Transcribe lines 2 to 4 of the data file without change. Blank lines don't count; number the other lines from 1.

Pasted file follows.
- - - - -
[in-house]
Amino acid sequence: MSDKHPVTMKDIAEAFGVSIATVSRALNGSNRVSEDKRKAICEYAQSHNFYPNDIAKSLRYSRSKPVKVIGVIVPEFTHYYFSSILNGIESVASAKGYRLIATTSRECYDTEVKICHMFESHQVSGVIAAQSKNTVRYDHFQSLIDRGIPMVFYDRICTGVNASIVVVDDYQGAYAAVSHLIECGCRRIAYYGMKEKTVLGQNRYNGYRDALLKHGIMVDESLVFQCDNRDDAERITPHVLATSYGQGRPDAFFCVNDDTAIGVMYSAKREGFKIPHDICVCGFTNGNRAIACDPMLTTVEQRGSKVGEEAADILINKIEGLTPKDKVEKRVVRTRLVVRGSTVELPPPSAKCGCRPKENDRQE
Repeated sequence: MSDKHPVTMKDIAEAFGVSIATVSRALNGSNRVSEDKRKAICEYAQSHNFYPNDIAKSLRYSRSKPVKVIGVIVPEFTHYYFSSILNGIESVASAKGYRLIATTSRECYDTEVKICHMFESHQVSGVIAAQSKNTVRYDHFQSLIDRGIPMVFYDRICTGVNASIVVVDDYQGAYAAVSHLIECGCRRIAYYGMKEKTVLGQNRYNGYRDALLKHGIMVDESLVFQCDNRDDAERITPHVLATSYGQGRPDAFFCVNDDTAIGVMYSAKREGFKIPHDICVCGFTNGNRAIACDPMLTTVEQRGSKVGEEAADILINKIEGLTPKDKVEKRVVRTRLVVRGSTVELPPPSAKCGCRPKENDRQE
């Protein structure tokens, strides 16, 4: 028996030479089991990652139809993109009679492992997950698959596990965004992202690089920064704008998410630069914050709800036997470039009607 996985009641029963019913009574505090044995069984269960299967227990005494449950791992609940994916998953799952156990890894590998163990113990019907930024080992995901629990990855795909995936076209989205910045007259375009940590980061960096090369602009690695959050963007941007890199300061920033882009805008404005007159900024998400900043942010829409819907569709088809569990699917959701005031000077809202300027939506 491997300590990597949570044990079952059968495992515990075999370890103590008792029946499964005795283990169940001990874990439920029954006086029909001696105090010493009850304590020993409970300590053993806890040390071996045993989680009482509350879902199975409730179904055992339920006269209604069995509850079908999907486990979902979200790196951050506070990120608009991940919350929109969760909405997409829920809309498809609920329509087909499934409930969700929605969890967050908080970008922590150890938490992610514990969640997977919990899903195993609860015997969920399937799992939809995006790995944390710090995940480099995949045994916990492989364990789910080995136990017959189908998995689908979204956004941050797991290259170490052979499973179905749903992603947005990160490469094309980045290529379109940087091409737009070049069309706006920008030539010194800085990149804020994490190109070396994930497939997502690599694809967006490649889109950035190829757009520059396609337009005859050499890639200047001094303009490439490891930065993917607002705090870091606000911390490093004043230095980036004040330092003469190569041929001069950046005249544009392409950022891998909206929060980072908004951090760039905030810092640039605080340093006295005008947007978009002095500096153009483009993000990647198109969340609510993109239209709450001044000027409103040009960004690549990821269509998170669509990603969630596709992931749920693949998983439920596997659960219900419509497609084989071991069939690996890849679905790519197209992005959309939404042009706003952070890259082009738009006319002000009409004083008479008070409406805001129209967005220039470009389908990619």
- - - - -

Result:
Amino acid sequence: MSDKHPVTMKDIAEAFGVSIATVSRALNGSNRVSEDKRKAICEYAQSHNFYPNDIAKSLRYSRSKPVKVIGVIVPEFTHYYFSSILNGIESVASAKGYRLIATTSRECYDTEVKICHMFESHQVSGVIAAQSKNTVRYDHFQSLIDRGIPMVFYDRICTGVNASIVVVDDYQGAYAAVSHLIECGCRRIAYYGMKEKTVLGQNRYNGYRDALLKHGIMVDESLVFQCDNRDDAERITPHVLATSYGQGRPDAFFCVNDDTAIGVMYSAKREGFKIPHDICVCGFTNGNRAIACDPMLTTVEQRGSKVGEEAADILINKIEGLTPKDKVEKRVVRTRLVVRGSTVELPPPSAKCGCRPKENDRQE
Repeated sequence: MSDKHPVTMKDIAEAFGVSIATVSRALNGSNRVSEDKRKAICEYAQSHNFYPNDIAKSLRYSRSKPVKVIGVIVPEFTHYYFSSILNGIESVASAKGYRLIATTSRECYDTEVKICHMFESHQVSGVIAAQSKNTVRYDHFQSLIDRGIPMVFYDRICTGVNASIVVVDDYQGAYAAVSHLIECGCRRIAYYGMKEKTVLGQNRYNGYRDALLKHGIMVDESLVFQCDNRDDAERITPHVLATSYGQGRPDAFFCVNDDTAIGVMYSAKREGFKIPHDICVCGFTNGNRAIACDPMLTTVEQRGSKVGEEAADILINKIEGLTPKDKVEKRVVRTRLVVRGSTVELPPPSAKCGCRPKENDRQE
């Protein structure tokens, strides 16, 4: 028996030479089991990652139809993109009679492992997950698959596990965004992202690089920064704008998410630069914050709800036997470039009607 996985009641029963019913009574505090044995069984269960299967227990005494449950791992609940994916998953799952156990890894590998163990113990019907930024080992995901629990990855795909995936076209989205910045007259375009940590980061960096090369602009690695959050963007941007890199300061920033882009805008404005007159900024998400900043942010829409819907569709088809569990699917959701005031000077809202300027939506 491997300590990597949570044990079952059968495992515990075999370890103590008792029946499964005795283990169940001990874990439920029954006086029909001696105090010493009850304590020993409970300590053993806890040390071996045993989680009482509350879902199975409730179904055992339920006269209604069995509850079908999907486990979902979200790196951050506070990120608009991940919350929109969760909405997409829920809309498809609920329509087909499934409930969700929605969890967050908080970008922590150890938490992610514990969640997977919990899903195993609860015997969920399937799992939809995006790995944390710090995940480099995949045994916990492989364990789910080995136990017959189908998995689908979204956004941050797991290259170490052979499973179905749903992603947005990160490469094309980045290529379109940087091409737009070049069309706006920008030539010194800085990149804020994490190109070396994930497939997502690599694809967006490649889109950035190829757009520059396609337009005859050499890639200047001094303009490439490891930065993917607002705090870091606000911390490093004043230095980036004040330092003469190569041929001069950046005249544009392409950022891998909206929060980072908004951090760039905030810092640039605080340093006295005008947007978009002095500096153009483009993000990647198109969340609510993109239209709450001044000027409103040009960004690549990821269509998170669509990603969630596709992931749920693949998983439920596997659960219900419509497609084989071991069939690996890849679905790519197209992005959309939404042009706003952070890259082009738009006319002000009409004083008479008070409406805001129209967005220039470009389908990619």